The big picture: The White House and the Federal Communications Commission have each signaled interest in the technology.

  • They both planned to host events this spring around virtualized 5G but canceled them due to the coronavirus pandemic.

A group of equipment makers that specialize in Open RAN technology is also pushing the UK to consider that approach, as Axios first reported. The UK has so far ruled that Huawei can be a part of its 5G networks, despite U.S. pressure.

Yes, but: Despite support within the administration, there are also detractors. Attorney General William Barr, a former Verizon executive, called the concept "pie in the sky" in a speech in February that favored investing in Ericsson and Nokia as a counter to Huawei.

History lesson: Facebook and others have been pushing this approach for years, initially mainly as an option for emerging markets. It's gained steam for developed markets amid the U.S.-China tiffs.

What to watch: Dish Network is tasked with building a new nationwide wireless network. It recently signaled its commitment to doing so through the software-based approach, inking a service agreement with network software provider Mavenir.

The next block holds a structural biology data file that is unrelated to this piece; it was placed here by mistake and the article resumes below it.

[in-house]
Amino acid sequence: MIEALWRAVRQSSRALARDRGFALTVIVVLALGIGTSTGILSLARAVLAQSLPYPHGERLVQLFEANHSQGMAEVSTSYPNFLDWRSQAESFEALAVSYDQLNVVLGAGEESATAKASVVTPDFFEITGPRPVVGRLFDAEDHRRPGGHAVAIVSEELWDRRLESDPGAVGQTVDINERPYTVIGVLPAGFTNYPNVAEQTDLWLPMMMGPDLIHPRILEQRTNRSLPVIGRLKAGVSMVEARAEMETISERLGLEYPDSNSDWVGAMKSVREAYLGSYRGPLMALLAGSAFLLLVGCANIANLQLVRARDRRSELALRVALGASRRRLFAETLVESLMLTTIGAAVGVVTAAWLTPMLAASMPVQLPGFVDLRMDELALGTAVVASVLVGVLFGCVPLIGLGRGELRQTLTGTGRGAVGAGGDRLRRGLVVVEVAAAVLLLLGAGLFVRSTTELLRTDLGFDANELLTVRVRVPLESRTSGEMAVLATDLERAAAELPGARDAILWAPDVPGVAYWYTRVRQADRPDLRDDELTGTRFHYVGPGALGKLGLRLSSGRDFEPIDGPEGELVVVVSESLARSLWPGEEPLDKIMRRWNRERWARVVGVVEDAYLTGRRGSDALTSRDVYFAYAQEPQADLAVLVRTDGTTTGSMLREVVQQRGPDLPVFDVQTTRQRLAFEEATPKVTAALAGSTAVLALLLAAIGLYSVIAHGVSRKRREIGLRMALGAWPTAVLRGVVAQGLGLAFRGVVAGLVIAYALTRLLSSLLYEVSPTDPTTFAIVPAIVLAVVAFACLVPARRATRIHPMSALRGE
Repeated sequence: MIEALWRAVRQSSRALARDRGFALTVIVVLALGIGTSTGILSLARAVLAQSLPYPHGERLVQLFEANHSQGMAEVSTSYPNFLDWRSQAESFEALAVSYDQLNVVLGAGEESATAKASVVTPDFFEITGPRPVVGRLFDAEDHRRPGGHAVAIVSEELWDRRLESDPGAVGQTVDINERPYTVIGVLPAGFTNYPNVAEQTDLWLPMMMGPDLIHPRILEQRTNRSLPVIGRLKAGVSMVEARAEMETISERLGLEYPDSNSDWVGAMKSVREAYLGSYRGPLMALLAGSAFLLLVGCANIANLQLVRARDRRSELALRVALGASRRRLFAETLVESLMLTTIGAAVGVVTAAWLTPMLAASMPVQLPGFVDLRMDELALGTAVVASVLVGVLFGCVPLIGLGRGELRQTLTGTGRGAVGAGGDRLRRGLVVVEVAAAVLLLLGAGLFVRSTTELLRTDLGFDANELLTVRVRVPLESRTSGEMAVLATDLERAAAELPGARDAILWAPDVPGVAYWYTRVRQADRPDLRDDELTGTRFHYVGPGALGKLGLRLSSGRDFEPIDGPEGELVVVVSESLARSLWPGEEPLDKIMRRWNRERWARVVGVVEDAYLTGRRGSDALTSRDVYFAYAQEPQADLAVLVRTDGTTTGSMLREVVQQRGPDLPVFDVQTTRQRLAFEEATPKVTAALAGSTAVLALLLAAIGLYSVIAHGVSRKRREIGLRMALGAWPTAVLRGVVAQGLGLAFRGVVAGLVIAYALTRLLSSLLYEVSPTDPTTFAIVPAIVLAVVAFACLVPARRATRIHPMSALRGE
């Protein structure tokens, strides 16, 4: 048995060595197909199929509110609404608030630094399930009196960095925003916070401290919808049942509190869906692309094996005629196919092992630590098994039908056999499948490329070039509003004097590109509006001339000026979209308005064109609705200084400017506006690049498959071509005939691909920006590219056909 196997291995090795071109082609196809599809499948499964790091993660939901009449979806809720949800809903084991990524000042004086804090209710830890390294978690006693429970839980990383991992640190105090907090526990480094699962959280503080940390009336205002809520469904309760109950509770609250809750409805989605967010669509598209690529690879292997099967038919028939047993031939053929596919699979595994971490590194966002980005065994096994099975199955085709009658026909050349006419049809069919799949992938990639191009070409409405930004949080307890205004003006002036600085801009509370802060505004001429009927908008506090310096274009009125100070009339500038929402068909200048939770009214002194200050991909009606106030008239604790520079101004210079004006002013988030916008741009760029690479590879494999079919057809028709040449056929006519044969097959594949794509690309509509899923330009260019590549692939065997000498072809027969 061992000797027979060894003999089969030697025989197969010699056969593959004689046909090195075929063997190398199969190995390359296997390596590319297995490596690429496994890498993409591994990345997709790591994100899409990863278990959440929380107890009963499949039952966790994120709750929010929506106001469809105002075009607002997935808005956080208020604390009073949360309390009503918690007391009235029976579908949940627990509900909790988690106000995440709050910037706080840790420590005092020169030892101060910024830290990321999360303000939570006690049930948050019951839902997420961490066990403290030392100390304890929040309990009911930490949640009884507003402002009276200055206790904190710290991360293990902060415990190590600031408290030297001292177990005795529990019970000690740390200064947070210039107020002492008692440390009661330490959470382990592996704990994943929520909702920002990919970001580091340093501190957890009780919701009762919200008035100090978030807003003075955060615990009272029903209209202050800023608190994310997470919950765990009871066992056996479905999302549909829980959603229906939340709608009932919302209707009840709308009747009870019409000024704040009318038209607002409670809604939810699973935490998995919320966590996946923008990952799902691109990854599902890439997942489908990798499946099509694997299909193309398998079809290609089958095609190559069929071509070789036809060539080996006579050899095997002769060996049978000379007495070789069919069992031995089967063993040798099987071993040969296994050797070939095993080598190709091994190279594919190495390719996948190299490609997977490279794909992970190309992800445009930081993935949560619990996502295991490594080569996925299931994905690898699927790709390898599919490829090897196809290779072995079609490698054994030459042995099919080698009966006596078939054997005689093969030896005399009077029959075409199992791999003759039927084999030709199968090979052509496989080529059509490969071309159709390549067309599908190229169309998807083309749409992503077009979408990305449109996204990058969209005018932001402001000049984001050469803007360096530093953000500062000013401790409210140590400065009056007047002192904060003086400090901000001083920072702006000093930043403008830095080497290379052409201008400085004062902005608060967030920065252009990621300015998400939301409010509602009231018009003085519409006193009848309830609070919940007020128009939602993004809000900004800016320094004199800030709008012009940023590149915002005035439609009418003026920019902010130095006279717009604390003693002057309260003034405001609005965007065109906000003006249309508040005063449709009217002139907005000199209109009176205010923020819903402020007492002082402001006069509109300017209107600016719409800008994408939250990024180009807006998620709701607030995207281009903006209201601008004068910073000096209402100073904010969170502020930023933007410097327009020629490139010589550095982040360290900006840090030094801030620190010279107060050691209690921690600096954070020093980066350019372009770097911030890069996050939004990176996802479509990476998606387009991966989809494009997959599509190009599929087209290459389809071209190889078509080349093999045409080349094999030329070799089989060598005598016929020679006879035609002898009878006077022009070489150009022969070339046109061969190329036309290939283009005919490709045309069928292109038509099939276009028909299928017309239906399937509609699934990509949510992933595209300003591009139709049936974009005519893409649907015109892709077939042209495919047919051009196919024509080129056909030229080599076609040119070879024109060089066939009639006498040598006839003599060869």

• "Mavenir will help us lay the foundation for an innovative software-defined network," Dish's chief network officer Marc Rouanne said in an April statement, maintaining the deal will let the company "source a diverse technology ecosystem, including U.S.-based solution providers."

Go deeper

Ina Fried, author of Login
Aug 11, 2020 - Technology

Using the internet to let the bands play on

A band plays together online using Elk's Aloha technology. Image: Elk

Swedish startup Elk is debuting a hardware-software combination on Tuesday named Aloha that allows musicians and bands separated by distance to perform together online using traditional wired internet connections and, eventually, 5G wireless networks.

Why it matters: Such technology was in the works before the COVID-19 pandemic and has become increasingly needed in an era where many bands are unable to meet in person.

Dave Lawler, author of World
3 mins ago - World

True COVID-19 death toll is double the official numbers, study finds

Expand chart
Data: IHME; Chart: Will Chase/Axios

There have been twice as many deaths from COVID-19 around the world as have been reported, according to the University of Washington's Institute for Health Metrics and Evaluation (IHME), which analyzed excess mortality and other factors.

The big picture: The U.S. has undercounted by over 300,000 deaths, while the death tolls in India and Mexico — second and third on the list, respectively — are nearly three times the official numbers, according to the analysis.

Top Wall Street cop says report on meme stocks is coming

Photo: Andrew Harrer/Bloomberg via Getty Images

Wall Street's top regulator says a report examining meme stock mania will be coming "sometime this summer."

The big picture: It will "detail the range of activities" that came out of the January events," SEC chair Gary Gensler said Thursday at a third congressional hearing held to dissect the GameStop trading phenomenon.